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Publication numberUS2455531 A
Publication typeGrant
Publication dateDec 7, 1948
Filing dateOct 6, 1944
Priority dateOct 6, 1944
Publication numberUS 2455531 A, US 2455531A, US-A-2455531, US2455531 A, US2455531A
InventorsStroman Jack L
Original AssigneePetersen Oven Company
Export CitationBiBTeX, EndNote, RefMan
External Links: USPTO, USPTO Assignment, Espacenet
Metal furnace
US 2455531 A
Abstract  available in
Images(4)
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Claims  available in
Description  (OCR text may contain errors)

Dec. 7, 1948. s oM N 2,455,531

METAL FURNACE Filed Oct. 6, 1944 4 She'ets-Sheii fizz/6 7a for": Jaci Z. 52"7-027(0I2 Dec. 7, 1948. J. 1.. STROMAN 7 2,455,531 I METAL FURNACE Filed 001;. 6, 1.944 4 Sheets-Sheet 2 27%;: 25 0 7" Jack J .527'02/202? Dgc. 7, 1948. J L,- -$TRQMAN 2,455,531

METAL FURNACE Filed Oct. 6, 1944 4 Sheets-Sheet 3 Dec. 7, 1948. J,L.. sTROMAN METAL FURNACE 4 Sheefcs-Sheet 4 Filed Oct. 6, 1944- Patented cc. 7, 1948 ATENT OFFICE METAL FURNACE Jack L. Stroman, Elmwood Park, lill., assignor to The Petersen Oven Company, Chicago, 111., a corporation of Illinois Application October 6, 1944, Serial No. 557,453

3 Claims. (Cl. Hid--33) This invention relates to metal melting furwherein the spaced relation of the door provides naces, and more particularly to furnaces of the a passageway through which the gases are extype having a rotary melting chamber. hausted from the chamber.

Furnaces of this general type are usually pro- Other objects and advantages of this invention vided with a melting chamber or drum, mounted 5 H will be apparent from the following description for rotation about a substantially horizontal taken in connection with the accompanying and having a charging and firing port opening at drawings in whichone end, and an exhaust port at the opposite end. Figure 1 is a side elevational view of the im- By reason of such a construction the quantity of proved furnaceembodying the present invention. metal which may be handled at one time in the 10, Figure 2 is a plan View thereof. chamber is limited, because the level of the molten Figure 3 is a transverse sectional View through metal cannot be higher than the bottom of either the furnace, taken substantially as indicated at port opening. Furthermore, in furnaces of this line 3-3 on Figure 1.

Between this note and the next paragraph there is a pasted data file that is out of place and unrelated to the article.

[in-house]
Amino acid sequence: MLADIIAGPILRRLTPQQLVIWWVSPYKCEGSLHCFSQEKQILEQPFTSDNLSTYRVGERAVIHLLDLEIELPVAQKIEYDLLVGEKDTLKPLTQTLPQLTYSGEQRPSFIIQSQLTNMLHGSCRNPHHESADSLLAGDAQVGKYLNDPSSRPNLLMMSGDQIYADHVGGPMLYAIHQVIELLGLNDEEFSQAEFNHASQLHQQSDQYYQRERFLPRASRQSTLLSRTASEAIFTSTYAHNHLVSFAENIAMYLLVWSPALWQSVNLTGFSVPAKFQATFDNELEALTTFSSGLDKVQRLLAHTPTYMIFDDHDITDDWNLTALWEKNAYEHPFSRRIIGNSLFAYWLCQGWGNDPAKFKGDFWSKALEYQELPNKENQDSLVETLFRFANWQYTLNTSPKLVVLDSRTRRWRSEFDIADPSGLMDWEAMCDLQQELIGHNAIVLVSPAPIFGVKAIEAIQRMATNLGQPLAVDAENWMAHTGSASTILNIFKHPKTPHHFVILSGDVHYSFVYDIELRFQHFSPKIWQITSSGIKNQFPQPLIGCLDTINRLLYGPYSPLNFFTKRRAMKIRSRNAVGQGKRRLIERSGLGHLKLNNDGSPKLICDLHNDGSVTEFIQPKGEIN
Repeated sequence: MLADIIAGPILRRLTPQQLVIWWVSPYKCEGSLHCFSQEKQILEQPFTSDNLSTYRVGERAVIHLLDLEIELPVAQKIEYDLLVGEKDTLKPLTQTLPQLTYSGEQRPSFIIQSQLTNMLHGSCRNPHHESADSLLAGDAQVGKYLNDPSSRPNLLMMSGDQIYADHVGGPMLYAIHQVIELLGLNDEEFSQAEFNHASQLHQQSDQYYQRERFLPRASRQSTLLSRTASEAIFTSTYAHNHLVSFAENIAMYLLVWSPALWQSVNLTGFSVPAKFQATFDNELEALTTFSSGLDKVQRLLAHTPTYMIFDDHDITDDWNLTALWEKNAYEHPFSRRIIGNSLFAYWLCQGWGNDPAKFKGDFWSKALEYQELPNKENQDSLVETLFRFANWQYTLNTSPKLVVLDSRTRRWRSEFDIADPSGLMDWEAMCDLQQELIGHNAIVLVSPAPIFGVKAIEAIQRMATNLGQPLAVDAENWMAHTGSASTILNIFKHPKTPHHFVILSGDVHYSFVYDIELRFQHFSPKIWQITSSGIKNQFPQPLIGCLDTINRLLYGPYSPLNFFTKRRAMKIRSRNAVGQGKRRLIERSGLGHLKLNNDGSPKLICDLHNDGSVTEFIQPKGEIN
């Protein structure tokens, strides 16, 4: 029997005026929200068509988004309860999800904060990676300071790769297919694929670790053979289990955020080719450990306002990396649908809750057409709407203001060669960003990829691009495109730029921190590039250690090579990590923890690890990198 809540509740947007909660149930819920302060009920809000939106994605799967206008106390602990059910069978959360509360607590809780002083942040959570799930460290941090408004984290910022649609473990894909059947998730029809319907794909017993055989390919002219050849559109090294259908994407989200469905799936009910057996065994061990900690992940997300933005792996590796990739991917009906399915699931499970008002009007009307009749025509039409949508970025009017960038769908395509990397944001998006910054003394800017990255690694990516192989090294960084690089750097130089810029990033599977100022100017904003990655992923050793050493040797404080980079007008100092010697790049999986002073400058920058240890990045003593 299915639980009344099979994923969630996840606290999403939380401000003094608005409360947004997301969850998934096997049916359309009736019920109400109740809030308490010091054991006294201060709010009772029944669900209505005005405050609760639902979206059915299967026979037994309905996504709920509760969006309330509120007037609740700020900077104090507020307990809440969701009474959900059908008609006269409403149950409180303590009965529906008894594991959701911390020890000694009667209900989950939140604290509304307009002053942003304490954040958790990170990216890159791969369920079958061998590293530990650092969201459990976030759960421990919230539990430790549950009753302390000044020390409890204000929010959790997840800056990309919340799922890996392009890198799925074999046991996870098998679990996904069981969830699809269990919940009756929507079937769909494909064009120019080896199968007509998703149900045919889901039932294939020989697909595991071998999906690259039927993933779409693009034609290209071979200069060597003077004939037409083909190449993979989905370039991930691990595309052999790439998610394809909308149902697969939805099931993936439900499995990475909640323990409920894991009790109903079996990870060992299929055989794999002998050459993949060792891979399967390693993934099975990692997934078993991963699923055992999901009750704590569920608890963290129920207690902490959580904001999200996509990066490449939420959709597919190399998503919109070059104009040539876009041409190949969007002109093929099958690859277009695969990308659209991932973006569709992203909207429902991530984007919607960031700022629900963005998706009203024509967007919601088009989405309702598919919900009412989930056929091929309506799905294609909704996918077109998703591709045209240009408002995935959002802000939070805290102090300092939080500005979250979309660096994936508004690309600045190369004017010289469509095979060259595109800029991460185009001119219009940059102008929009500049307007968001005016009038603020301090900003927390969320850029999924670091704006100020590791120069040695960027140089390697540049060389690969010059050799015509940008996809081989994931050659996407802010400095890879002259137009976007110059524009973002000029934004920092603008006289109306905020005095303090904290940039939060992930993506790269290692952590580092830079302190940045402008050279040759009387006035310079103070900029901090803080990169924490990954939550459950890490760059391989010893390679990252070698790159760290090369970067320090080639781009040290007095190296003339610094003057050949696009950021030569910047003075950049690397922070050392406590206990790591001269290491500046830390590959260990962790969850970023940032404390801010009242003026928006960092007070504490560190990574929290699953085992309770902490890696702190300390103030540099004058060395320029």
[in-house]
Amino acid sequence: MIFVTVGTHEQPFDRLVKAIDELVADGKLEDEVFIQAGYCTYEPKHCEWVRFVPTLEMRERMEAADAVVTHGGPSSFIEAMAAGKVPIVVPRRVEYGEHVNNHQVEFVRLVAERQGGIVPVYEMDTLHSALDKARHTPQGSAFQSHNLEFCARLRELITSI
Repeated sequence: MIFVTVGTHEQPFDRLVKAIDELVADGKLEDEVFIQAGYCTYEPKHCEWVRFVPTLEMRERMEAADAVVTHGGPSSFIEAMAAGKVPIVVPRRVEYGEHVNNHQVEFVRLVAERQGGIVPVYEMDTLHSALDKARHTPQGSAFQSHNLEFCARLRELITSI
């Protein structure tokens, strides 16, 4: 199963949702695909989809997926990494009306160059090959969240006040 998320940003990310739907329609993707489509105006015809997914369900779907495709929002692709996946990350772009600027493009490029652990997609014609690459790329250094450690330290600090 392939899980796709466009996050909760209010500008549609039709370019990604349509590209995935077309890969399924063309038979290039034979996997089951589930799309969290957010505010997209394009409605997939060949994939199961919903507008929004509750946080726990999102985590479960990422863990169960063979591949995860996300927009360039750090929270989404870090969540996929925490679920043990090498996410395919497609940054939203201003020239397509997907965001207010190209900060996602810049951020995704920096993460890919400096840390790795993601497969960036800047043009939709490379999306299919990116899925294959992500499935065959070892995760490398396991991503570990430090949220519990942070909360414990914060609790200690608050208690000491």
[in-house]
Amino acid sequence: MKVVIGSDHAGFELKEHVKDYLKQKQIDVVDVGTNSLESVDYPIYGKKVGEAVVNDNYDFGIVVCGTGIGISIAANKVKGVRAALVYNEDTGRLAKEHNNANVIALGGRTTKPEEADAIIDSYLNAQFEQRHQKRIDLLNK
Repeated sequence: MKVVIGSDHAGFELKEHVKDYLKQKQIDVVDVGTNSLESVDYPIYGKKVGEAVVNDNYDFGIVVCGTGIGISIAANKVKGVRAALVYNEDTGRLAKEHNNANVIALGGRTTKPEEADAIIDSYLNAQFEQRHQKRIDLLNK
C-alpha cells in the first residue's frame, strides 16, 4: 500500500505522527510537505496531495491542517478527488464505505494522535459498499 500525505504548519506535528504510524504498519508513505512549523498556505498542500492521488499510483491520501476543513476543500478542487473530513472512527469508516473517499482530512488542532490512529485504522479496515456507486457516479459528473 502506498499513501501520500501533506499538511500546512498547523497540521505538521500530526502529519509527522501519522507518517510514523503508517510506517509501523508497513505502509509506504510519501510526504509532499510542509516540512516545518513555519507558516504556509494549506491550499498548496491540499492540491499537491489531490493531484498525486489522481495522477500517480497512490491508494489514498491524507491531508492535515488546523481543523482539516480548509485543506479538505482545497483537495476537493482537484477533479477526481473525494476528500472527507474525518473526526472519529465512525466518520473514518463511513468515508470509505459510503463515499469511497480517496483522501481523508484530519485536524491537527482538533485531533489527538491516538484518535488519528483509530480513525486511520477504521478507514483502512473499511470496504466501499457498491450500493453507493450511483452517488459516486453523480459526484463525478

general type the molten metal never contacts the Figure 4 is an enlarged fragmentary axial seccentral area around the exhaust end of the 11 -;tion through the upper end of the furnace, taken chamber which results in an accumulation of substantially as indicated at line d l on Figure 2.

slag and freezing of the metal on and around Figure 5 is an enlarged fragmentary view, taksaid central area. By providing for firing of the en substantially as indicated at line 5-5 on chamber endwise therethrough, with the pro- Figure 1.

vision of an exhaust port opening opposite the Figure 6 is a fragmentary sectional view firing port opening, there results substantially through the lower portion of the chamber showoxidization of certain metals together with the ing the relation of the discharge outlet to the attendant loss of metal. lateral wall of the chamber.